What Happens When We Militarize Police? Jonathan Mummolo Finds Potential Harm to Police Reputation, Failure to Enhance Officer Safety or Reduce Crime

Four years ago, coverage of the heavily armed police response to protests in Ferguson, Missouri fueled a national debate about police militarization. Police claim militarized units enhance public and officer safety. Critics claim they target racial minorities and erode trust in police.  Jonathan Mummolo wanted to know who was right. His findings have just been published in the Proceedings of the National Academy of Sciences. PBS NewsHour called this work “arguably the nation’s first systematic analysis on the use and consequences of militarized force.”

Using the Freedom of Information Act, he collected data that include records of all Maryland SWAT deployments, about 8,200 of them, between fiscal 2010 and 2014, plus an original national panel measuring SWAT team acquisition (about 9,000 agencies), combined with survey experiments. Professor Mummolo finds:

  • SWAT teams were mostly deployed for non-emergencies (such as the service of search warrants). Property damage is common. Use of deadly force is rare.
  • SWAT teams were deployed more often in areas with a high percentage of African American residents, even after controlling for local crime rates and other area attributes.
  • When an agency acquires a SWAT team, there are no detectable decreases in violent crimes or officer injuries/deaths (within agencies over time).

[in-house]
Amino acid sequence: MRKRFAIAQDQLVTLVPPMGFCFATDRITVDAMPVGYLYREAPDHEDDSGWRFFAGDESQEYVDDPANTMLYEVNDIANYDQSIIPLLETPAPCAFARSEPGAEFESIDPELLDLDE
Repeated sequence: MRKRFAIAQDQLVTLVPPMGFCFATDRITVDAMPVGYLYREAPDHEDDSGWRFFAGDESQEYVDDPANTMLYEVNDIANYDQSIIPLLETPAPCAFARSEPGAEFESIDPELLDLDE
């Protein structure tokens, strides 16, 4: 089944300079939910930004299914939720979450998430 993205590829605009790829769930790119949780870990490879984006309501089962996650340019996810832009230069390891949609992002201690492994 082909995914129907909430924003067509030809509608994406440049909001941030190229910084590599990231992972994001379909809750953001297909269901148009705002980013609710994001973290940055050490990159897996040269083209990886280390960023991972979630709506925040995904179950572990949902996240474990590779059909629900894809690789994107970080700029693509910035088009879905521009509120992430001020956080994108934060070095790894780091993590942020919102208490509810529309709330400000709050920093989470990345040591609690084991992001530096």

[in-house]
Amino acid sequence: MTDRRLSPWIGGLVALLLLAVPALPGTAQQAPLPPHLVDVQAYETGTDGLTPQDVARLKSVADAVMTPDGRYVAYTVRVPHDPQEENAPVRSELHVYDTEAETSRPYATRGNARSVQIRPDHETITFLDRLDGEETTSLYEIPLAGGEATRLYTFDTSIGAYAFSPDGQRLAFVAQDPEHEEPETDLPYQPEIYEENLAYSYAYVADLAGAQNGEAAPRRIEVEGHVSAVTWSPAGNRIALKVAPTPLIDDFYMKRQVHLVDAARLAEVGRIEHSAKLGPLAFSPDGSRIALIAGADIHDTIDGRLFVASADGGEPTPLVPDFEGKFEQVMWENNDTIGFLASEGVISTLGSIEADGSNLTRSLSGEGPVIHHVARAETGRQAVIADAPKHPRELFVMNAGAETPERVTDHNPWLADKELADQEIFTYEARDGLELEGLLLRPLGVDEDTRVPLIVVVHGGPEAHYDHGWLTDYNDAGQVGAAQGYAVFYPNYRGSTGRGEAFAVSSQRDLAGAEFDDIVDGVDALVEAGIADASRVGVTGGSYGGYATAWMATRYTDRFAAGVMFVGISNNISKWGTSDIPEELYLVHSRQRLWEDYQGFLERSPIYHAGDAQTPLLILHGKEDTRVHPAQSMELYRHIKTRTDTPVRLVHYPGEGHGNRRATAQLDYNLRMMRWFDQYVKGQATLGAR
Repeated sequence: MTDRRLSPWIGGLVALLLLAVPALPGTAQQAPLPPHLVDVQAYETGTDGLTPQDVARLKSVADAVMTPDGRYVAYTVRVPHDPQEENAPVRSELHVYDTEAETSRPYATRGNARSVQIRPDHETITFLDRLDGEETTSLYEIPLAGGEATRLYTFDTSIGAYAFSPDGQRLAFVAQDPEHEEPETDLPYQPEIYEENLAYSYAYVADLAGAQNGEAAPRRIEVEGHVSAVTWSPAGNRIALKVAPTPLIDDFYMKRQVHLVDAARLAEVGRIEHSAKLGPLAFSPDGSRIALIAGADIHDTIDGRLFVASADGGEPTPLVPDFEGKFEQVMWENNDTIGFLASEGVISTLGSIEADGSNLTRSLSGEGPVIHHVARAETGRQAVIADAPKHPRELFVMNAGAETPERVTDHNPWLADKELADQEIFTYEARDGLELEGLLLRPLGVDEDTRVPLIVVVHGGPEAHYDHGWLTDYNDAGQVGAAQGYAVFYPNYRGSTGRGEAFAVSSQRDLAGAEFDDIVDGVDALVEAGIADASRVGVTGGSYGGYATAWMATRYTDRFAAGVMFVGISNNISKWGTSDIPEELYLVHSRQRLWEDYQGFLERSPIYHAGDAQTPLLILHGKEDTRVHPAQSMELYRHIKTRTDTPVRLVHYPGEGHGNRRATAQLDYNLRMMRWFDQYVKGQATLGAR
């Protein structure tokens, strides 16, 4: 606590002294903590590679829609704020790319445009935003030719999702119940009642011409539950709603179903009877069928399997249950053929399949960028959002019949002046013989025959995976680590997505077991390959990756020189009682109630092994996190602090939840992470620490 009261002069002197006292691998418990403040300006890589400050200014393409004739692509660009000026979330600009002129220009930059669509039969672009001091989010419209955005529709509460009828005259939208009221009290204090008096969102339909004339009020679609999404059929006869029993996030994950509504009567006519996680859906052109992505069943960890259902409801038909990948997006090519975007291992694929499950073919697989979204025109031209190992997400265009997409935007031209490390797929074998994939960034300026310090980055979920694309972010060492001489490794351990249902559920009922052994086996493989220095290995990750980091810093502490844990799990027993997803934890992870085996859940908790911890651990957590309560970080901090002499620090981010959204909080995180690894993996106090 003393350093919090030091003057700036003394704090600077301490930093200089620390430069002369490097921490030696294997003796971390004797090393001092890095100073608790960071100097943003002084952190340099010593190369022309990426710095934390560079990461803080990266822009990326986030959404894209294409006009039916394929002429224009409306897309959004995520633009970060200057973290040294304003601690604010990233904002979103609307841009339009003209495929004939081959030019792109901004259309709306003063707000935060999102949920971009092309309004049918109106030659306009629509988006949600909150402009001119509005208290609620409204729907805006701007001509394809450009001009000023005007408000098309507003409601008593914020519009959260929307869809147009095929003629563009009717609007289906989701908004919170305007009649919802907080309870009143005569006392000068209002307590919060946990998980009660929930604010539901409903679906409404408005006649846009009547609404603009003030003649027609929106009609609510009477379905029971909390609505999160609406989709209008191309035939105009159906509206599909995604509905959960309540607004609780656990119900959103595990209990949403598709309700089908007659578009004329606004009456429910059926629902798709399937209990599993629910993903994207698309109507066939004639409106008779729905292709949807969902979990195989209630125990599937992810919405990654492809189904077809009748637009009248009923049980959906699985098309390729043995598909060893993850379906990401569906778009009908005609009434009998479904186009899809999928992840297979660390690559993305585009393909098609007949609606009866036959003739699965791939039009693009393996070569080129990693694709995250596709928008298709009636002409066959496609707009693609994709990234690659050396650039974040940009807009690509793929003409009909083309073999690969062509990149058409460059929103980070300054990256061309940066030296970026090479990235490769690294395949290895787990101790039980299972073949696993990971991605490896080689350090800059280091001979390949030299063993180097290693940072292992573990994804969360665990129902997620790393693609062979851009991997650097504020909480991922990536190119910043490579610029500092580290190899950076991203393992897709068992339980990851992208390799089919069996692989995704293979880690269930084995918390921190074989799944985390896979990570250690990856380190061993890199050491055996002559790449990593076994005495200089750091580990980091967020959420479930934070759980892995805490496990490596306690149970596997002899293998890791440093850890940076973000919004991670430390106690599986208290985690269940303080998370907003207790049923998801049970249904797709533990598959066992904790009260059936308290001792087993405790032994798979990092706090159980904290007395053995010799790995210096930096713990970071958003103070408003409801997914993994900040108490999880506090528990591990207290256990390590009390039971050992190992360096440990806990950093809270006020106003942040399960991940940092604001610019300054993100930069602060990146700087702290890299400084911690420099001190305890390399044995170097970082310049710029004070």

• Seeing militarized police in news reports—relative to images of traditionally equipped police—may harm police reputation. For example, the public is less likely to support police funding or to want police in their own neighborhood. There is also some evidence for inflated perceptions of crime.
  • These effects do not appear to vary with the race of survey respondents (though white respondents have more positive views of police at baseline).

Mummolo concludes that the claimed benefits of militarized policing—improved public and officer safety—are not, on average, supported by the data. The often-discussed trade-off between civil liberties and public safety appears in this case to be a false choice. The important policy implication of this critical work is that, while SWAT teams were created to handle violent emergencies like active shooter situations, restricting their use to these emergencies rather than using them in routine police work may benefit both police and citizens, especially citizens of color.

Jonathan Mummolo is assistant professor of politics and public affairs at Princeton University, and a CSDP faculty associate.

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More Highlights

How Do People Get "Hooked" on Politics? Where Does Political Interest Come From, and Why Does It Matter?

What Happens When We Militarize Police? Jonathan Mummolo Finds Potential Harm to Police Reputation, Failure to Enhance Officer Safety or Reduce Crime

What actually drives the politics of Supreme Court appointments?

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